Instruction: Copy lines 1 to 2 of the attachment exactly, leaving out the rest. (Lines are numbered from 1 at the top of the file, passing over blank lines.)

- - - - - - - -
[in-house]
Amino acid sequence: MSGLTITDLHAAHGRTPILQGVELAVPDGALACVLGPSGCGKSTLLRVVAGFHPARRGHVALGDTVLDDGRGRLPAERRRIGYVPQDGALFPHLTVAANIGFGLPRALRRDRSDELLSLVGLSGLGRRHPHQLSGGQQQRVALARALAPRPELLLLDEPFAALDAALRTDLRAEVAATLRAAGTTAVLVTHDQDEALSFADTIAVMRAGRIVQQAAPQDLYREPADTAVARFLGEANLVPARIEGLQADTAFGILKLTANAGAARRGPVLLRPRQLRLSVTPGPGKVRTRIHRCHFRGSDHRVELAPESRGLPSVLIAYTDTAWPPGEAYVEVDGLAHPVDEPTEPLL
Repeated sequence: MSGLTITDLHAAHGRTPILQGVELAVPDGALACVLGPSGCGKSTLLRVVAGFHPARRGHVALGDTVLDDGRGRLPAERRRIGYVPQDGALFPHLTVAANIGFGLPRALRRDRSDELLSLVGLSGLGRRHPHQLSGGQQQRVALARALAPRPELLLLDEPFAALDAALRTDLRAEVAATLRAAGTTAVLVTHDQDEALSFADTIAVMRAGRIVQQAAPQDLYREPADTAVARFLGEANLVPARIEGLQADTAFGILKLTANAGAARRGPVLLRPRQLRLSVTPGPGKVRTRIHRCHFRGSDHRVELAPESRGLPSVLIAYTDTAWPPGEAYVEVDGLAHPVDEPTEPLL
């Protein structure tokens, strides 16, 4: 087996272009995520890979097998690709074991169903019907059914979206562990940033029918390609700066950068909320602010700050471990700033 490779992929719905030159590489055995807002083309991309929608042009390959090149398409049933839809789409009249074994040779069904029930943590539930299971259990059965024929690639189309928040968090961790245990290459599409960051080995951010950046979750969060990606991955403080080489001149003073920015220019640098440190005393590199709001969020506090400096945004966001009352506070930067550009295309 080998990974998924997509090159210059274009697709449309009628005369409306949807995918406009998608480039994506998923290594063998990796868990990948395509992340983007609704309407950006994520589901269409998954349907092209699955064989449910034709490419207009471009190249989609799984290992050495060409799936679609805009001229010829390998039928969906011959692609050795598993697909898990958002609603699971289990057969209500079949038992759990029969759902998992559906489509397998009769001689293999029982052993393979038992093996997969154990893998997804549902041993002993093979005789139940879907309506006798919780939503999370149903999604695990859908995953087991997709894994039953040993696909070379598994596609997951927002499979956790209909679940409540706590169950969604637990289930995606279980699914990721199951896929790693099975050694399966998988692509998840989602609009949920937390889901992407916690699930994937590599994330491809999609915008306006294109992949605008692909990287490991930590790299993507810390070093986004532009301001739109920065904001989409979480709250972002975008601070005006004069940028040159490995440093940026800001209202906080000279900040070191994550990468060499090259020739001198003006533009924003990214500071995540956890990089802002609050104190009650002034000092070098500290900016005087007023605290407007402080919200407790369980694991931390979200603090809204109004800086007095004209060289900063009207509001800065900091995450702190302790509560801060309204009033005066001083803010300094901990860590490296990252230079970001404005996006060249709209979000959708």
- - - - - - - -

[in-house]
Amino acid sequence: MSGLTITDLHAAHGRTPILQGVELAVPDGALACVLGPSGCGKSTLLRVVAGFHPARRGHVALGDTVLDDGRGRLPAERRRIGYVPQDGALFPHLTVAANIGFGLPRALRRDRSDELLSLVGLSGLGRRHPHQLSGGQQQRVALARALAPRPELLLLDEPFAALDAALRTDLRAEVAATLRAAGTTAVLVTHDQDEALSFADTIAVMRAGRIVQQAAPQDLYREPADTAVARFLGEANLVPARIEGLQADTAFGILKLTANAGAARRGPVLLRPRQLRLSVTPGPGKVRTRIHRCHFRGSDHRVELAPESRGLPSVLIAYTDTAWPPGEAYVEVDGLAHPVDEPTEPLL